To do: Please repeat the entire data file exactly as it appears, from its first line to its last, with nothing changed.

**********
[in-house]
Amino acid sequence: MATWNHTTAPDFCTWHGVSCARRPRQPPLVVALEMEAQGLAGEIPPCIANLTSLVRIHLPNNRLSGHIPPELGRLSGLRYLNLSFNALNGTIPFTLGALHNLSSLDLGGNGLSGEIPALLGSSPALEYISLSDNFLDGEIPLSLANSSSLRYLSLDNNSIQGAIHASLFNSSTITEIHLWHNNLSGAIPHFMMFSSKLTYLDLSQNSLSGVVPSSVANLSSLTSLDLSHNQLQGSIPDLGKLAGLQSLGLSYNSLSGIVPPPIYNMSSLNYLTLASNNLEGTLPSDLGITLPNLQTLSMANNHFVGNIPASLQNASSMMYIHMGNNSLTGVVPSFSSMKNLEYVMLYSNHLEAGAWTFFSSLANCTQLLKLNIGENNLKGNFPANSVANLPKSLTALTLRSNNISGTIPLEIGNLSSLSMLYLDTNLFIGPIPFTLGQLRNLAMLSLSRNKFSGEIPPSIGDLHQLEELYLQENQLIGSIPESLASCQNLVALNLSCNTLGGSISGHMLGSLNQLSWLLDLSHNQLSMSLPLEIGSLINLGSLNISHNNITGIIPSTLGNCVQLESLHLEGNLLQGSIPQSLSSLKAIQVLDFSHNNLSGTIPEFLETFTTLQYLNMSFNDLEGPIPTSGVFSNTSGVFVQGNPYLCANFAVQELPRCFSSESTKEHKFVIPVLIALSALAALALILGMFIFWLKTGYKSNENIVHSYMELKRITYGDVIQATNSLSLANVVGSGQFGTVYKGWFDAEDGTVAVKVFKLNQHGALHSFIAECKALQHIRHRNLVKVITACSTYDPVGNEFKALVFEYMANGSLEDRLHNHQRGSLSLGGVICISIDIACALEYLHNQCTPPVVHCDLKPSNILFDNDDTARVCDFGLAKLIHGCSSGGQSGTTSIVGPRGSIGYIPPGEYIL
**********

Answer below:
[in-house]
Amino acid sequence: MATWNHTTAPDFCTWHGVSCARRPRQPPLVVALEMEAQGLAGEIPPCIANLTSLVRIHLPNNRLSGHIPPELGRLSGLRYLNLSFNALNGTIPFTLGALHNLSSLDLGGNGLSGEIPALLGSSPALEYISLSDNFLDGEIPLSLANSSSLRYLSLDNNSIQGAIHASLFNSSTITEIHLWHNNLSGAIPHFMMFSSKLTYLDLSQNSLSGVVPSSVANLSSLTSLDLSHNQLQGSIPDLGKLAGLQSLGLSYNSLSGIVPPPIYNMSSLNYLTLASNNLEGTLPSDLGITLPNLQTLSMANNHFVGNIPASLQNASSMMYIHMGNNSLTGVVPSFSSMKNLEYVMLYSNHLEAGAWTFFSSLANCTQLLKLNIGENNLKGNFPANSVANLPKSLTALTLRSNNISGTIPLEIGNLSSLSMLYLDTNLFIGPIPFTLGQLRNLAMLSLSRNKFSGEIPPSIGDLHQLEELYLQENQLIGSIPESLASCQNLVALNLSCNTLGGSISGHMLGSLNQLSWLLDLSHNQLSMSLPLEIGSLINLGSLNISHNNITGIIPSTLGNCVQLESLHLEGNLLQGSIPQSLSSLKAIQVLDFSHNNLSGTIPEFLETFTTLQYLNMSFNDLEGPIPTSGVFSNTSGVFVQGNPYLCANFAVQELPRCFSSESTKEHKFVIPVLIALSALAALALILGMFIFWLKTGYKSNENIVHSYMELKRITYGDVIQATNSLSLANVVGSGQFGTVYKGWFDAEDGTVAVKVFKLNQHGALHSFIAECKALQHIRHRNLVKVITACSTYDPVGNEFKALVFEYMANGSLEDRLHNHQRGSLSLGGVICISIDIACALEYLHNQCTPPVVHCDLKPSNILFDNDDTARVCDFGLAKLIHGCSSGGQSGTTSIVGPRGSIGYIPPGEYIL